The youthful, or at least soon-to-be formerly youthful Doug Parker (45) has always been an upbeat kind of fellow, and his optimism held him steer America West through its own troubles and into a merger with US Airways that has by all accounts been a strong success. Now Parker is attempting to smile his way through an even bigger deal: his unsolicited $8 billion offer to merge with Delta, a deal which, if completed, would likely create the world’s largest carrier once Delta comes out of bankruptcy reorganisation. US Airways, the new name for the merged America West/US Airways, was formed just 14 months ago, but now offers $4 billion in cash and $4 billion in US Airways stock to Delta’s unsecured creditors. Parker, who says he has the money lined up, says the 2005 merger created one of the industry’s best-performing airlines, largely because the old US Airways had the opportunity to reduce costs and capacity by using its bankruptcy powers to rid itself of aircraft leases.
“Our timing is driven by fact that Delta is in bankruptcy, a unique opportunity to realize value”, he said, promising that a merger would generate $1.65 billion in annual savings and benefits. “There are not many industries more fragmented then the one we participate in. In an industry this fragmented, we think there are opportunities for mergers”. More than half of the savings would be lost if Delta emerges from bankruptcy as a stand-alone carrier, because it would then have lost the power to reject leases and cut other costs under bankruptcy law, he said.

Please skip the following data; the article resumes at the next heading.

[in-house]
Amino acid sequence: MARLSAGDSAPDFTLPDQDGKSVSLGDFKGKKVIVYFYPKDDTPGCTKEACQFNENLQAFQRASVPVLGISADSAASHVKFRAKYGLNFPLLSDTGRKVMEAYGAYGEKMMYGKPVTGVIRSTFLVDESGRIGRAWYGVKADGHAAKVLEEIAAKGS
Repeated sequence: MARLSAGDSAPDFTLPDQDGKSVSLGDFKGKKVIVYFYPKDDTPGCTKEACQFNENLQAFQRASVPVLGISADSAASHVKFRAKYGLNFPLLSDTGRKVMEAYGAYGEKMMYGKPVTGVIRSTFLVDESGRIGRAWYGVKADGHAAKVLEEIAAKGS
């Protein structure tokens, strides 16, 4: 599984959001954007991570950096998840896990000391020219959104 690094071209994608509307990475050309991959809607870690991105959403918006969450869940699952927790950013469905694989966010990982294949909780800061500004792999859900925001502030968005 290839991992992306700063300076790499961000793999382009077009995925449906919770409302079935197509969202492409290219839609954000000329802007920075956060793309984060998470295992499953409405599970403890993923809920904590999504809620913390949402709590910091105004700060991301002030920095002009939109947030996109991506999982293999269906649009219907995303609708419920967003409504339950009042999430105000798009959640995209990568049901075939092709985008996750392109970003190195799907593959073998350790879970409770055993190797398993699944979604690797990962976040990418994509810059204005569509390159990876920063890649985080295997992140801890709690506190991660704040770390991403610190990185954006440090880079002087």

But some of the airline securities analysts on a conference call with Parker were outright sceptical, citing antitrust, labour, financial, and fleet-compatibility issues. Ray Neidl, the Calyon Securities analyst who has been eagerly predicting industry consolidation, put the chances of the deal going through in the 35-40% range, citing likely obstacles in Washington. While most analysts speculate about a possible chain-reaction consolidation wave, Neidl also cautioned that the bid increases uncertainty for the regional airline group overall. A deal “could put the growth outlook for new 76-seat flying with the regionals at risk. New management could halt the proposal for 50 incremental 76-seat aircraft that Delta has sent out”, he says. And a combined carrier could shrink hubs at Cincinnati and so harm Comair, and also hurt Charlotte (Mesa and others), Philadelphia (Mesa and others) and Salt Lake City (SkyWest).
But Parker thinks it can be done and he thinks that opportunities for savings dwarf the downside. He makes a detailed case for the savings in a presentation shown to analysts in the webcast and conference call. US Airways has made available a slide show outlining the benefits, and has also posted correspondence between Parker and Delta CEO Jerry Grinstein about the bid. Download the US Airways slide show: investor presentation, a letter from US Airways to Delta, and a response from Delta to US Airways.